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HRS 22: Outcomes From the CSP-SYNC Study

Published: 06 May 2022

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In this short interview from HRS 2022, Dr Pugazhendi Vijayaraman (Geisinger Heart Institute, Wilkes-Barre, Pennsylvania, US) outlines the findings from the CSP-SYNC trial which investigated the effects of conduction system pacing as compared to conventional biventricular pacing in patients with heart failure with preserved ejection fraction (HFpEF).

Discussion Points:
1. Aim of this study
2. Patient population and study design
3. Outcomes
4. Clinical implications
5. Further study required

Recorded onsite at HRS 2022, San Francisco.

Transcript

- I'm Pugal Vijayaraman from Geisinger Health System in Wilkes-Barre, Pennsylvania and I'm presenting on clinical outcomes of conduction system pacing versus biventricular pacing in patients with reduced left ventricular ejection fraction.

Aim of this study

So the aim of this study was to assess the clinical outcomes of conduction system pacing while compared to traditional biventricular pacing in patients who need cardiac resynchronization therapy. Currently biventricular pacing has a 30 to 40% non-response rate, our goal was to see if conduction system can improve those outcomes in this population.

Patient population and study design

This is a retrospective observational two centre study. We included patients from both Geisinger health system, which is in Pennsylvania and Rush University health system in Chicago, Illinois and we took all patients who underwent cardiac resynchronization therapy, whether it's biventricular pacing or conduction system pacing and then compare the clinical outcomes between the two groups in terms of death or heart failure hospitalisation as the primary endpoint. And then we also looked at individual outcomes of death and individual outcome for heart failure, hospitalisation and specifically looked at those outcomes again in patients with only left bundle branch block.

Outcomes

Yeah, we found very interesting observations from this two centre study. The incidence of death heart to failure hospitalisation was significantly reduced in patients who undergo conduction system pacing compared to biventricular pacing in this large study of 477 patients almost equal number of patients in both groups. And when we looked at the specific subpopulation of patients with left bundle branch block, this outcome difference was even further magnified, these are the patients that benefit the most with cardiac resynchronization therapy and conduction system pacing performs significantly better. In most of these differences came from a reduction in heart failure hospitalisation while there was a trend towards improvement in mortality in this subgroup of patients. More importantly, when we looked at the echocardiographic outcomes, the number of patients who had LV ejection fraction improvement was significantly higher, about 80% in the left bundle branch block in the conduction system pacing group compared to 60% in the biventricular pacing group. The average improvement in LV ejection fraction was 6% in the biventricular pacing group, which is similar to what has been seen in randomised clinical trials while the conduction system pacing resulted in about 12 to 14% improvement in LV ejection fraction.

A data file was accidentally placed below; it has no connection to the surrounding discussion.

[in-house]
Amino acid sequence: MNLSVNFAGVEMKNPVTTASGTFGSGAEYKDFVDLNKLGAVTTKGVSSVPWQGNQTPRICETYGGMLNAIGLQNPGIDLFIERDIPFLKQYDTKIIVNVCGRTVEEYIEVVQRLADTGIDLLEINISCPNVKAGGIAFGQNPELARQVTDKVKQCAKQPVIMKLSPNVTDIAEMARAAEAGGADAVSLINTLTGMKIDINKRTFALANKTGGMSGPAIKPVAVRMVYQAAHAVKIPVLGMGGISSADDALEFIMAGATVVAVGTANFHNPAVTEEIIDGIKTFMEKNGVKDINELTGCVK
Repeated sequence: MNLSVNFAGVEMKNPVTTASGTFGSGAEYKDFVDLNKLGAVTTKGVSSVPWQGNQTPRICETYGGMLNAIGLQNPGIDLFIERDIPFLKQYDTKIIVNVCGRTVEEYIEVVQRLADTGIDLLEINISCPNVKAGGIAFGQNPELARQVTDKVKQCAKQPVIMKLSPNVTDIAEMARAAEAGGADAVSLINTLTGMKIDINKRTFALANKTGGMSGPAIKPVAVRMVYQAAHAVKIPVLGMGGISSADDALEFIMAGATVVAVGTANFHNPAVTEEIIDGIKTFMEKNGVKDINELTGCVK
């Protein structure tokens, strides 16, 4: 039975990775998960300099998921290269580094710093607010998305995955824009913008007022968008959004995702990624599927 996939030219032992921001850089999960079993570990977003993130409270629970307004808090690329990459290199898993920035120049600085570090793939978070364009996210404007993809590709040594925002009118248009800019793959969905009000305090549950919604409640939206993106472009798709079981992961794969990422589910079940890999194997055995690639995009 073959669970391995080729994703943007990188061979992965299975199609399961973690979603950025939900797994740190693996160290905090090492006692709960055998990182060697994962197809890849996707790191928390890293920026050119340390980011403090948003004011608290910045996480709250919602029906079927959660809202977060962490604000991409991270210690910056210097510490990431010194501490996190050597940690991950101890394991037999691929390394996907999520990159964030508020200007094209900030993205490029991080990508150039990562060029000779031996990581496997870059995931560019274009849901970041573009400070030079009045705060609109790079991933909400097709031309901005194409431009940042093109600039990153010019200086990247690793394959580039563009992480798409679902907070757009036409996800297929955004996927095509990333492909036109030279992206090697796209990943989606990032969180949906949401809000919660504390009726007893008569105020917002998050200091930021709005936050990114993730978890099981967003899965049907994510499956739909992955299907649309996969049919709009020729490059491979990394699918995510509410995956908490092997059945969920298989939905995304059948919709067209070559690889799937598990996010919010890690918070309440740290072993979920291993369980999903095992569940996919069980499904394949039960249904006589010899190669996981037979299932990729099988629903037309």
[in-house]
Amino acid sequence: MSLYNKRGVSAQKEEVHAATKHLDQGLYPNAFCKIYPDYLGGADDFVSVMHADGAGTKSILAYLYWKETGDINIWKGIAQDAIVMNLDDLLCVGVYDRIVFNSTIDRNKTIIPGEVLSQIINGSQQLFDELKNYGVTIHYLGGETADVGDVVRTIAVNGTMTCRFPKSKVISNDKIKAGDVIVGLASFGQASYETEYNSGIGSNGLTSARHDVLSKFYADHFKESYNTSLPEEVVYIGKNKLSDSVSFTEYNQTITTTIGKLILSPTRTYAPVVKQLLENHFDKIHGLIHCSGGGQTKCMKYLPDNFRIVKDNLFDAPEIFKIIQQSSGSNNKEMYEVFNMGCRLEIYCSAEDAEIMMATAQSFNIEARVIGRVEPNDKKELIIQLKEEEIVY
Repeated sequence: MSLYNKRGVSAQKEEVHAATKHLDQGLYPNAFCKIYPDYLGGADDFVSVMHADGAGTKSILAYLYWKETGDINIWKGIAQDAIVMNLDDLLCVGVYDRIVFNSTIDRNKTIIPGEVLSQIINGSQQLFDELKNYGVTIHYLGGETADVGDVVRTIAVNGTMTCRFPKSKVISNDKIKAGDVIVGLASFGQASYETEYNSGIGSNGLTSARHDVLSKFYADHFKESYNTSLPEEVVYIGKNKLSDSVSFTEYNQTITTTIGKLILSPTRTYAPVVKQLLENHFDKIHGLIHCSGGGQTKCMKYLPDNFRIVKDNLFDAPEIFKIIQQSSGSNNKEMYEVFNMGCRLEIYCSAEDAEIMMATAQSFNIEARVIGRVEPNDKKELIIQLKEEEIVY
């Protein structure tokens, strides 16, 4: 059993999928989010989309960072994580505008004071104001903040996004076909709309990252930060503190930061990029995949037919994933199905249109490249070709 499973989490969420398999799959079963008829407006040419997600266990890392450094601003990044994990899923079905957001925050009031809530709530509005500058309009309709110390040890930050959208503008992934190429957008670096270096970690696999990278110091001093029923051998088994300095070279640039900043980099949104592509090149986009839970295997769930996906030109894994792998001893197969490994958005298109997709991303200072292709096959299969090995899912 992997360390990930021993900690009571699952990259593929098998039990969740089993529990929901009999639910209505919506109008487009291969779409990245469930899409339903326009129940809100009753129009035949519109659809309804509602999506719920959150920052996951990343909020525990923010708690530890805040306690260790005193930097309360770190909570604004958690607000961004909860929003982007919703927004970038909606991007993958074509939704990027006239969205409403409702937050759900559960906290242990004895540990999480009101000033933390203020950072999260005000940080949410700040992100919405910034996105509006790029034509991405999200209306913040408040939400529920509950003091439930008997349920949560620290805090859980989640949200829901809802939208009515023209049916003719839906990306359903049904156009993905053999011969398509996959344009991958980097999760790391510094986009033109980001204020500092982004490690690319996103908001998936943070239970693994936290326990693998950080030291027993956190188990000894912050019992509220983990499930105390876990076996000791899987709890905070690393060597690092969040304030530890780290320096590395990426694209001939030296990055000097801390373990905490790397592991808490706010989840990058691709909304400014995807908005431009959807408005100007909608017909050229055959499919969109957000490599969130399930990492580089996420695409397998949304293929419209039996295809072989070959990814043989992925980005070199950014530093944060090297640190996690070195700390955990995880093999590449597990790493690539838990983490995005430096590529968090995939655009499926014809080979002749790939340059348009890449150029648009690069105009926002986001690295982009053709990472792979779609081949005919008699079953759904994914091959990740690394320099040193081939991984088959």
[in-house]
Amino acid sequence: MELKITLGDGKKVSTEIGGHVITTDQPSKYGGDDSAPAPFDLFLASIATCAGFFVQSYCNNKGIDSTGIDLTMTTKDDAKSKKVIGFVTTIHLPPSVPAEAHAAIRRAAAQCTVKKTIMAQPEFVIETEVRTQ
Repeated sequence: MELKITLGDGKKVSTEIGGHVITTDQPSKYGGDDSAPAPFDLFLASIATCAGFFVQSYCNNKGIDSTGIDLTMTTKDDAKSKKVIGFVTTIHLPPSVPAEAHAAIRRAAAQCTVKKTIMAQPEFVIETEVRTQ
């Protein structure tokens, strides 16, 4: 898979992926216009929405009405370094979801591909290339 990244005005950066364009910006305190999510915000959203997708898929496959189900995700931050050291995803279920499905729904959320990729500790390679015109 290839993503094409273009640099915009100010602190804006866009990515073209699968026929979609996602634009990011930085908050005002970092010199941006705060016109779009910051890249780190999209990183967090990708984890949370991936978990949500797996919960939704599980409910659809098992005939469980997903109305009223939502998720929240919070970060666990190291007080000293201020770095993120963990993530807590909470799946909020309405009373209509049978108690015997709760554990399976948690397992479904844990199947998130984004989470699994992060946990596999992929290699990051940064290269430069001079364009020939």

Clinical implications

So the result of this study indicate two things, number one, this is primarily an observational study so it's hypothesis provocating but we have been struggling with non-response to biventricular pacing in a significant population in those who undergo biventricular pacing. This gives us an opportunity to improve already good outcomes with biventricular pacing to a much greater degree if you perform conduction system pacing. And so this opens new doors, new avenues for improving clinical outcomes in patients with heart failure and reduced ejection fraction.

Further study required

Yeah, so again, as we talked about, this is primarily an observational retrospective study and these findings have to be confirmed in a randomised clinical trial. So we are looking at opportunities to run a randomised clinical trial, there are several pilot trials ongoing and part of a single centre randomised trial of one-hundred patients that gives us the next step momentum to design a much larger randomised clinical trial that would elevate conduction system pacing as a first line therapy for patients with heart failure and need for resynchronization therapy.

Videography: Dan Brent